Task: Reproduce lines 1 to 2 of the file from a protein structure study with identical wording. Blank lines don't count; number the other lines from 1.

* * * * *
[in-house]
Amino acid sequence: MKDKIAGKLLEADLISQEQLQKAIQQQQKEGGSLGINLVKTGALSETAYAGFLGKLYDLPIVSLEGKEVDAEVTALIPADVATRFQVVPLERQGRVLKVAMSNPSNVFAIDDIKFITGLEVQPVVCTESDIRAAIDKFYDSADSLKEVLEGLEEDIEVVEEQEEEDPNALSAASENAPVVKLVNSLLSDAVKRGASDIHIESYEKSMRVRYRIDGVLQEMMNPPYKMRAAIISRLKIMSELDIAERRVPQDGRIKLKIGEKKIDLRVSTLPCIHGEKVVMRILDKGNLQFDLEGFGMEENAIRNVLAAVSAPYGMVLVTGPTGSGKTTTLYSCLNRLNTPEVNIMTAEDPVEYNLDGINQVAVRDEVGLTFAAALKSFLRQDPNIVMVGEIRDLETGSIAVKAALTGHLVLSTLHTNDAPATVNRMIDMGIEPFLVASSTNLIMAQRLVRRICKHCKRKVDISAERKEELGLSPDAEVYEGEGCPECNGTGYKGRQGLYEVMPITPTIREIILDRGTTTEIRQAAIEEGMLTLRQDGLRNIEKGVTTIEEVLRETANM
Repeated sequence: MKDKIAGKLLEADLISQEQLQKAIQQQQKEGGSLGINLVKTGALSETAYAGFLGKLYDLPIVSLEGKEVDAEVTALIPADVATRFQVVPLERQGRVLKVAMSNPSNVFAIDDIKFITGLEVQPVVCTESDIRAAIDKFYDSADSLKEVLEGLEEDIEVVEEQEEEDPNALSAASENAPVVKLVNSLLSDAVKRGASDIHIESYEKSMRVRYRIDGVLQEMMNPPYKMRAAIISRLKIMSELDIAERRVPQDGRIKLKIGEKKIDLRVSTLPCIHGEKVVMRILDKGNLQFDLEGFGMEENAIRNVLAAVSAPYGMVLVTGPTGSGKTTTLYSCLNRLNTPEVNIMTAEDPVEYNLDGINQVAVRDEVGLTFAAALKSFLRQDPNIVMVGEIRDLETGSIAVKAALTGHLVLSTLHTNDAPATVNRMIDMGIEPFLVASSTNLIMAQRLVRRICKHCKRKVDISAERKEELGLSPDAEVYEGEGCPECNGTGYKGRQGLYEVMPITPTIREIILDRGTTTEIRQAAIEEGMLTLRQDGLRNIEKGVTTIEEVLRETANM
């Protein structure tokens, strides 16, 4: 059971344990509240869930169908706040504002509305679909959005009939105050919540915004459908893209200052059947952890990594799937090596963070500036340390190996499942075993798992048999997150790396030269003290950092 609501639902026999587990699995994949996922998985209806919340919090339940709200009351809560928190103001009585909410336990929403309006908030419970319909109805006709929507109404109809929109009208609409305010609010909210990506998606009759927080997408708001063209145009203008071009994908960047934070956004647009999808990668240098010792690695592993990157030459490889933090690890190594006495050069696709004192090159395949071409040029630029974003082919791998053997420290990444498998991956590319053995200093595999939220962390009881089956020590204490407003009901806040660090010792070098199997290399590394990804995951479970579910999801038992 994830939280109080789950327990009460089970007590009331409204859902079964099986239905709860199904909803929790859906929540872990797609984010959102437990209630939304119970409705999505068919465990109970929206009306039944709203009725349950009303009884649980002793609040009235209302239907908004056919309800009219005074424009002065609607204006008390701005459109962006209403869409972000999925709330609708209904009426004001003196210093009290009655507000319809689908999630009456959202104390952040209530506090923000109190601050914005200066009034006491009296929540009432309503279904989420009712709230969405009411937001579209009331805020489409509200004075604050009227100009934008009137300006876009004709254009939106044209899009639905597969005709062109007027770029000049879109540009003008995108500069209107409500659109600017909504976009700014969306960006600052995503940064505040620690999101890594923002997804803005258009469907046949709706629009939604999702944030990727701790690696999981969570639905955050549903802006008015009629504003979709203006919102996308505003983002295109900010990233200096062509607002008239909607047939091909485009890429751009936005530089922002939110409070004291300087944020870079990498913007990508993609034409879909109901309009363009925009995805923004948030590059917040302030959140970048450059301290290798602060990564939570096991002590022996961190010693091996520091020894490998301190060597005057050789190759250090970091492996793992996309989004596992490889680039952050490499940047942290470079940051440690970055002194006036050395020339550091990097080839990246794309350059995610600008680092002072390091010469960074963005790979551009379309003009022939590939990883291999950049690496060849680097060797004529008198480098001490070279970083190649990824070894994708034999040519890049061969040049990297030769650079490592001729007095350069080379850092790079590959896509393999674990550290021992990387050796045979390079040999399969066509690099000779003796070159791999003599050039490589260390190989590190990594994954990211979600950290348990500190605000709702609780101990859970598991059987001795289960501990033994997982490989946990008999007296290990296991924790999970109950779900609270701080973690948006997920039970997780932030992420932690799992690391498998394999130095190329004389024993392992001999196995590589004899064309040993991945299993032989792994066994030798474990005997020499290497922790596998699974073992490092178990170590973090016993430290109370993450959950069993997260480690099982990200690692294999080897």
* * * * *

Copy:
[in-house]
Amino acid sequence: MKDKIAGKLLEADLISQEQLQKAIQQQQKEGGSLGINLVKTGALSETAYAGFLGKLYDLPIVSLEGKEVDAEVTALIPADVATRFQVVPLERQGRVLKVAMSNPSNVFAIDDIKFITGLEVQPVVCTESDIRAAIDKFYDSADSLKEVLEGLEEDIEVVEEQEEEDPNALSAASENAPVVKLVNSLLSDAVKRGASDIHIESYEKSMRVRYRIDGVLQEMMNPPYKMRAAIISRLKIMSELDIAERRVPQDGRIKLKIGEKKIDLRVSTLPCIHGEKVVMRILDKGNLQFDLEGFGMEENAIRNVLAAVSAPYGMVLVTGPTGSGKTTTLYSCLNRLNTPEVNIMTAEDPVEYNLDGINQVAVRDEVGLTFAAALKSFLRQDPNIVMVGEIRDLETGSIAVKAALTGHLVLSTLHTNDAPATVNRMIDMGIEPFLVASSTNLIMAQRLVRRICKHCKRKVDISAERKEELGLSPDAEVYEGEGCPECNGTGYKGRQGLYEVMPITPTIREIILDRGTTTEIRQAAIEEGMLTLRQDGLRNIEKGVTTIEEVLRETANM